One house of the Maryland Legislature voted on Wednesday to abolish capital punishment, a significant step in the nation’s ongoing reevaluation of whether to use execution as the ultimate punishment.
In a 27-20 vote, the Maryland Senate chose to end executions and replace the death sentence with life in prison without parole. The measure now goes to the state’s other legislative chamber, the House of Delegates, where it is expected to pass, and then to Gov. Martin O’Malley, who pushed for the bill and has said he will sign an abolition.
If the bill is approved, Maryland will become the 18th state to abolish the death penalty and the sixth to act since 2007.
Maryland has executed five inmates since 1978, when it reinstated the death penalty, and hasn’t executed anyone since 2005, according to the Death Penalty Information Center, an organization that opposes the death penalty. Maryland has five inmates on death row and hasn’t imposed a death sentence since 2005.
“The vote in the Maryland Senate to end the death penalty is in line with an emerging trend away from capital punishment around the country,” said Richard Dieter, executive director of the center. “Death sentences and executions have sharply declined, and now states are taking the final step toward eliminating the death penalty.”
The death penalty has long been controversial for a number of reasons, including philosophy and application. The U.S. Supreme Court in 1976 upheld the death penalty, leading to some states reinstituting the punishment.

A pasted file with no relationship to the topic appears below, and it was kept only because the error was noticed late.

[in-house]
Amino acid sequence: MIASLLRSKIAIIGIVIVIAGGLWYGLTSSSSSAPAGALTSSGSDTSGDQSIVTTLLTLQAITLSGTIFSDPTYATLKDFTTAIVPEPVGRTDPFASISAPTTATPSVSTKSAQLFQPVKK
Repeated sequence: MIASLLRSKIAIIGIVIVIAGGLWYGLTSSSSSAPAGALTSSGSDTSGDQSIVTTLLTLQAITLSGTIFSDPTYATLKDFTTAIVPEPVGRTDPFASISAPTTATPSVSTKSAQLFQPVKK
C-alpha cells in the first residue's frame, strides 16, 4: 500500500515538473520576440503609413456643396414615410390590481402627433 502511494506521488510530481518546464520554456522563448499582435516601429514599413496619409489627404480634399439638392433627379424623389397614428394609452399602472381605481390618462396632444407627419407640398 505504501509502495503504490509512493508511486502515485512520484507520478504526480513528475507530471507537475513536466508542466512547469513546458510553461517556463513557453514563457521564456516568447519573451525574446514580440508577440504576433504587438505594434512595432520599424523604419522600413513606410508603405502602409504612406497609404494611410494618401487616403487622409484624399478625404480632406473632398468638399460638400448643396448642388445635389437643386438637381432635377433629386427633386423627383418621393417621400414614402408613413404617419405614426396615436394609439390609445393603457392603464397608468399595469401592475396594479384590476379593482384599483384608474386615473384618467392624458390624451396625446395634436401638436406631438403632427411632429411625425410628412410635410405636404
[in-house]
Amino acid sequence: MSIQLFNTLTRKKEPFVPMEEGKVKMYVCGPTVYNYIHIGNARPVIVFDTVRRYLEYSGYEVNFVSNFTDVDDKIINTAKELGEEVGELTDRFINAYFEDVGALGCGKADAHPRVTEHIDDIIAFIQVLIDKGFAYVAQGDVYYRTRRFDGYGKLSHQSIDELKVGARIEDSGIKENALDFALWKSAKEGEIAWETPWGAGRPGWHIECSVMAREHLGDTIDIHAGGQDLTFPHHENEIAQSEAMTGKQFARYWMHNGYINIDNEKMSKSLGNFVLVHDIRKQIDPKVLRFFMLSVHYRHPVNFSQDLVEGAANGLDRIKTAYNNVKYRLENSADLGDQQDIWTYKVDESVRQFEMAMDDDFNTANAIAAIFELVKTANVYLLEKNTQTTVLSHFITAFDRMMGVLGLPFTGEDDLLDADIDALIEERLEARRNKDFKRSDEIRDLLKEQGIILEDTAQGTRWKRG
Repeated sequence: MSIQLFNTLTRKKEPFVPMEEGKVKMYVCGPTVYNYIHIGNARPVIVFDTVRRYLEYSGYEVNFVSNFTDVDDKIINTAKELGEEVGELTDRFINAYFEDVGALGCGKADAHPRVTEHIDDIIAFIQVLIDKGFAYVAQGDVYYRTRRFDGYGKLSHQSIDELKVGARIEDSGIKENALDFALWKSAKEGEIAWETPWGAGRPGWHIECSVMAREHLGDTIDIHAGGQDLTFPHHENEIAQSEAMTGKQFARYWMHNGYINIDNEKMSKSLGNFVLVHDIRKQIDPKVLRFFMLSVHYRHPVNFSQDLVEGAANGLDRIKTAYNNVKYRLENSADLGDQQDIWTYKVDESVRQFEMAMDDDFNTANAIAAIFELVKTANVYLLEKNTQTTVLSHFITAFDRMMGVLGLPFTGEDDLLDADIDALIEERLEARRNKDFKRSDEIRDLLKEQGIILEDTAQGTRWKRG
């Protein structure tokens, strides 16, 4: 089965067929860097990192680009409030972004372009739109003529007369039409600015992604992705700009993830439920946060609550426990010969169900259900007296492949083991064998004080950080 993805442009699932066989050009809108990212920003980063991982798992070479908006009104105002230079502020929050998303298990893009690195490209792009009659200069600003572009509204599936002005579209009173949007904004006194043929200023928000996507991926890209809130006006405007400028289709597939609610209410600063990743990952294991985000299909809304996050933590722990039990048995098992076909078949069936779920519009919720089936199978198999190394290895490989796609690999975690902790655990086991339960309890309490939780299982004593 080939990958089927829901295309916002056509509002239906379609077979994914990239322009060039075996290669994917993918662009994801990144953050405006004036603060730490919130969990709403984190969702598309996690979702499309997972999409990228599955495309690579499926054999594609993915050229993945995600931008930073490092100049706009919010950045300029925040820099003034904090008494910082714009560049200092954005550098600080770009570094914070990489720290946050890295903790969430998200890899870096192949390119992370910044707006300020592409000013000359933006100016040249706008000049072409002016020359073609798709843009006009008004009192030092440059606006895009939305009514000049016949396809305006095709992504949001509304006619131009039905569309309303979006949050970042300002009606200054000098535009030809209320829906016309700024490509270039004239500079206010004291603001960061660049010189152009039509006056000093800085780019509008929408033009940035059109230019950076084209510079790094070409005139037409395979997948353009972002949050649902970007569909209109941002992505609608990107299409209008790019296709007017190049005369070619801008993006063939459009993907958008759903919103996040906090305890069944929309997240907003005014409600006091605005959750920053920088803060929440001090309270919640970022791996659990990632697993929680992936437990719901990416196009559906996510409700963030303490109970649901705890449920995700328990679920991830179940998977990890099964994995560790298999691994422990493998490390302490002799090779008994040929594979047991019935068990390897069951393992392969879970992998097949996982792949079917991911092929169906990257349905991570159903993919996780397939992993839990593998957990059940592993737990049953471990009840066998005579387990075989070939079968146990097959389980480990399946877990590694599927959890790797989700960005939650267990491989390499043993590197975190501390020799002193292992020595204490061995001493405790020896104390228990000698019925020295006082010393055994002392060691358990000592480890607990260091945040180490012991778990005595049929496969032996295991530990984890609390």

But opponents argued that the death penalty has little, if any, deterrent effect, that even with such a punishment, crimes of violence continue. Opponents also argue that the punishment more often is meted out against people of color and especially in cases where the victims tend to be white.
In Maryland, the NAACP, a civil rights organization, backed O’Malley’s effort to end capital punishment.
There have also been questions about executing people who are later found to be innocent after a more sophisticated scientific examination of evidence, including such ever more sophisticated technology as DNA-testing. A number of such cases have taken place around the country, including at least one recently in Maryland.
Proponents of the death penalty generally argued that society needs such an ultimate sanction in cases of especially heinous crimes. In the Maryland debate, proponents focused on the 2009 cases of an 11-year-old girl who was kidnapped, sexually assaulted and then murdered as one such dreadful crime that deserves the death penalty.